On 18 December 2020, the ASP adopted a resolution on the review of the ICC and the Rome Statute system, inter alia, establishing a “Review Mechanism.” The Mechanism was tasked with following up on the IER report in terms of planning, coordinating, tracking, and assessing the recommendations with the overarching goal of suggesting ways forward for their implementation. Organs of the ICC were asked to submit a formal response to the IER report. In February 2021, States Parties selected two state co-facilitators from the Netherlands and Sierra Leone to lead the mechanism process, supported by ad hoc regional focal points from Bangladesh, Chile, and Poland, to develop categorization of the IER recommendations and an action plan for implementation. NGO input was sought alongside the input of States Parties and relevant ICC organs.
In June 2021, following consultations with the various stakeholders, the Mechanism submitted a proposal for a comprehensive action plan which was followed by updates and eventually a final report for the ASP in December 2021. The Mechanism co-facilitators reported on the status of the ICC review process, and after further discussions, the ASP adopted a resolution on 9 December 2021. In that resolution, the ASP inter alia took note of the progress achieved so far, underlined the need to safeguard the independence of the ICC throughout the review process and decided to extend the mandate of the Mechanism to continue the work already begun. It also envisaged for the Mechanism to continue serving as a platform to monitor further action and implementation of the various recommendations while stressing the need to retain an inclusive and transparent consultations process with all States Parties, the three organs of the ICC, civil society, and other relevant stakeholders.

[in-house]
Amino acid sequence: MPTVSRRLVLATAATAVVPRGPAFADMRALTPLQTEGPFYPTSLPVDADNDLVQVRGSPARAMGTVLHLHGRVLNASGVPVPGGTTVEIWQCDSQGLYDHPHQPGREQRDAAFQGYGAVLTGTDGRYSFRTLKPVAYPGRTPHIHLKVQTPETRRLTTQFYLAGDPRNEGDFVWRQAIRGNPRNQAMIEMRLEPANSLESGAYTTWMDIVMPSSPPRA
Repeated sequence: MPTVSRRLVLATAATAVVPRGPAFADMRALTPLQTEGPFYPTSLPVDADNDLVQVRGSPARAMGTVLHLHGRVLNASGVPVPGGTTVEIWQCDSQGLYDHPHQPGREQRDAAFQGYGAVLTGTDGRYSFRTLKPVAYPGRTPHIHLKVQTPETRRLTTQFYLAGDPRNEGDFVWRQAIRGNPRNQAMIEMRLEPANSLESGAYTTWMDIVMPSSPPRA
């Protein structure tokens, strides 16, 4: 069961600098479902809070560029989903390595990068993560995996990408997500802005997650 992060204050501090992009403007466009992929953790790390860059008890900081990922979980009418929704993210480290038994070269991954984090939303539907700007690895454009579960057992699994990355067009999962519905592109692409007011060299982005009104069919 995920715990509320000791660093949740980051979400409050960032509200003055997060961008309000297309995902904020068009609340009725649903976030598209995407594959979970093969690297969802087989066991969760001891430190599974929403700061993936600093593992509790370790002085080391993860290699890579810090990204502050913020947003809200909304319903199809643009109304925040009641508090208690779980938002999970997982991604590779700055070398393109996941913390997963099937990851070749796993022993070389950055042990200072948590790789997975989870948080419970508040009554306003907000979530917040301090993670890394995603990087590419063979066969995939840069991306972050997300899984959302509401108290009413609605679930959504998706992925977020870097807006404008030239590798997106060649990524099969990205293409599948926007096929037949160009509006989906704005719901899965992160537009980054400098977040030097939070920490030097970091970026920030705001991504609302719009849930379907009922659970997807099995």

In light of the various criticisms of the ICC, the review process seems like a welcome opportunity to strengthen the efficiency, credibility, and legitimacy of the ICC system. As we approach the 20th anniversary of the historic entry into force of the Rome Statute, on 1 July 2022, ICC States Parties and global civil society are making efforts in a difficult COVID-19 pandemic context to participate in the ICC institutional improvement process. But for the review process to succeed, it will need to take into account the views of all States from all regions of the world as well legal academia and victims in ICC situation countries. The concerns of key stakeholders, such as the 33 State Parties from the African region which have been among the strongest supporters and also strongest critics of the ICC, are crucial. In fact, African States submitted numerous proposals for reform of the ICC system years before the reform process was put in place. Yet, once the ASP created a formal review process, the extent to which the previous African State proposals were addressed by the IER remains unclear as is the level of African State and African civil society participation in the ongoing ICC reform discussions.